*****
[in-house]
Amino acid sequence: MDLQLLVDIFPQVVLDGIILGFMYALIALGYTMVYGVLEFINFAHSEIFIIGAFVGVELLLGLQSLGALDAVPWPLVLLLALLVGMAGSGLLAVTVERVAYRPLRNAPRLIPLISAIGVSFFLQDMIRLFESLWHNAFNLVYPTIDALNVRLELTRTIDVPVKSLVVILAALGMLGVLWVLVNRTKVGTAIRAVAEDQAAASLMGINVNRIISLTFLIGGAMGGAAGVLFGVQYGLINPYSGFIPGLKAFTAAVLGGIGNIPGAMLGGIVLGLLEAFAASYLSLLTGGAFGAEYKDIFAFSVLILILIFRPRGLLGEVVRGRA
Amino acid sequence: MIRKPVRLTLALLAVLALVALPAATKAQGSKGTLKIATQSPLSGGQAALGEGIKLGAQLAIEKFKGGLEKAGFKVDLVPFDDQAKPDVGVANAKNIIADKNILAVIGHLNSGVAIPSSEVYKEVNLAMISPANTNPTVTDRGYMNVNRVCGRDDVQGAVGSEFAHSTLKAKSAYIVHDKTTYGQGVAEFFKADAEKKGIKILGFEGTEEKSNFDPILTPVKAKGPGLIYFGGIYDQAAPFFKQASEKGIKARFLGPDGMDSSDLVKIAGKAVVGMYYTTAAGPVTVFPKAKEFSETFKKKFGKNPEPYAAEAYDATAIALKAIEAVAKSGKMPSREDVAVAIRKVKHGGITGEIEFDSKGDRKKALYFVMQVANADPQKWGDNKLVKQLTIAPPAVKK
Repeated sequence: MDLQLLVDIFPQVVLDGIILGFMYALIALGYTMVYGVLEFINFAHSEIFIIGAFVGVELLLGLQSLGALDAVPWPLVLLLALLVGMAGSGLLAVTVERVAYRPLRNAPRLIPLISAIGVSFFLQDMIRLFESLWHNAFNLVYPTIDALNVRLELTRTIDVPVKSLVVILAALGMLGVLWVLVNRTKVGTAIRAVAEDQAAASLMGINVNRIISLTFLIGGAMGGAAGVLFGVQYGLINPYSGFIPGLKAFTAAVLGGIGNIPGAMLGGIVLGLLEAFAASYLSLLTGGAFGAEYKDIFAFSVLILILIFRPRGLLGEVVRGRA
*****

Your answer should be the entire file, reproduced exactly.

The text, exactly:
[in-house]
Amino acid sequence: MDLQLLVDIFPQVVLDGIILGFMYALIALGYTMVYGVLEFINFAHSEIFIIGAFVGVELLLGLQSLGALDAVPWPLVLLLALLVGMAGSGLLAVTVERVAYRPLRNAPRLIPLISAIGVSFFLQDMIRLFESLWHNAFNLVYPTIDALNVRLELTRTIDVPVKSLVVILAALGMLGVLWVLVNRTKVGTAIRAVAEDQAAASLMGINVNRIISLTFLIGGAMGGAAGVLFGVQYGLINPYSGFIPGLKAFTAAVLGGIGNIPGAMLGGIVLGLLEAFAASYLSLLTGGAFGAEYKDIFAFSVLILILIFRPRGLLGEVVRGRA
Amino acid sequence: MIRKPVRLTLALLAVLALVALPAATKAQGSKGTLKIATQSPLSGGQAALGEGIKLGAQLAIEKFKGGLEKAGFKVDLVPFDDQAKPDVGVANAKNIIADKNILAVIGHLNSGVAIPSSEVYKEVNLAMISPANTNPTVTDRGYMNVNRVCGRDDVQGAVGSEFAHSTLKAKSAYIVHDKTTYGQGVAEFFKADAEKKGIKILGFEGTEEKSNFDPILTPVKAKGPGLIYFGGIYDQAAPFFKQASEKGIKARFLGPDGMDSSDLVKIAGKAVVGMYYTTAAGPVTVFPKAKEFSETFKKKFGKNPEPYAAEAYDATAIALKAIEAVAKSGKMPSREDVAVAIRKVKHGGITGEIEFDSKGDRKKALYFVMQVANADPQKWGDNKLVKQLTIAPPAVKK
Repeated sequence: MDLQLLVDIFPQVVLDGIILGFMYALIALGYTMVYGVLEFINFAHSEIFIIGAFVGVELLLGLQSLGALDAVPWPLVLLLALLVGMAGSGLLAVTVERVAYRPLRNAPRLIPLISAIGVSFFLQDMIRLFESLWHNAFNLVYPTIDALNVRLELTRTIDVPVKSLVVILAALGMLGVLWVLVNRTKVGTAIRAVAEDQAAASLMGINVNRIISLTFLIGGAMGGAAGVLFGVQYGLINPYSGFIPGLKAFTAAVLGGIGNIPGAMLGGIVLGLLEAFAASYLSLLTGGAFGAEYKDIFAFSVLILILIFRPRGLLGEVVRGRA